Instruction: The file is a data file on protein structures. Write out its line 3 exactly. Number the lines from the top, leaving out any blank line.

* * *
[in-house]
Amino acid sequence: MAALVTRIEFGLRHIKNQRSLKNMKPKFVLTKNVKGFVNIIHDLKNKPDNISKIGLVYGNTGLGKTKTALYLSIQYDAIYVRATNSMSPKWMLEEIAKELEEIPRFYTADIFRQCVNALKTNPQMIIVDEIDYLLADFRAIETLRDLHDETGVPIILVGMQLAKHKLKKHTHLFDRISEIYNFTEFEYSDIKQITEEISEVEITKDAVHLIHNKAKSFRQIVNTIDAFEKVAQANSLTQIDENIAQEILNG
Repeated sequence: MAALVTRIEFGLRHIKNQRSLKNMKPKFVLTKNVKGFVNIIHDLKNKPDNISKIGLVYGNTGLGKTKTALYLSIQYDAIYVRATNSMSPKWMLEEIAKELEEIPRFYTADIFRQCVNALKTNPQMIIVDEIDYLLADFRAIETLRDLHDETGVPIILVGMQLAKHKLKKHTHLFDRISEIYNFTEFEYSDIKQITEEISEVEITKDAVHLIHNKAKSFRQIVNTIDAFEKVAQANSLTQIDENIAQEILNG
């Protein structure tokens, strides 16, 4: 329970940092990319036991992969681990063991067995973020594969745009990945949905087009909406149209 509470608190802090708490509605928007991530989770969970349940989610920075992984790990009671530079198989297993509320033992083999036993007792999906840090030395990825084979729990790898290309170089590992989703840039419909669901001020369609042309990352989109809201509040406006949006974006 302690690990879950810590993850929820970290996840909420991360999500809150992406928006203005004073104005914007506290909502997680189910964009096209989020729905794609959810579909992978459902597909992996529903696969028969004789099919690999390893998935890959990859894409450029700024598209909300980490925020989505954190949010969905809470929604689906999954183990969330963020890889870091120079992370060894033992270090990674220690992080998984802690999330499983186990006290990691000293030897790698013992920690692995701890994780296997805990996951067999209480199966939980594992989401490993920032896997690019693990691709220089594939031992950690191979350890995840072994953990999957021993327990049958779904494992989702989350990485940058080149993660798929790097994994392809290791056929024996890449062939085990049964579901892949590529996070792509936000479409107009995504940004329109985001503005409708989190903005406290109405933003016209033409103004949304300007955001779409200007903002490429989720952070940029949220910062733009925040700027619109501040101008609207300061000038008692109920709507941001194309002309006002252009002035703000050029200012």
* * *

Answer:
Repeated sequence: MAALVTRIEFGLRHIKNQRSLKNMKPKFVLTKNVKGFVNIIHDLKNKPDNISKIGLVYGNTGLGKTKTALYLSIQYDAIYVRATNSMSPKWMLEEIAKELEEIPRFYTADIFRQCVNALKTNPQMIIVDEIDYLLADFRAIETLRDLHDETGVPIILVGMQLAKHKLKKHTHLFDRISEIYNFTEFEYSDIKQITEEISEVEITKDAVHLIHNKAKSFRQIVNTIDAFEKVAQANSLTQIDENIAQEILNG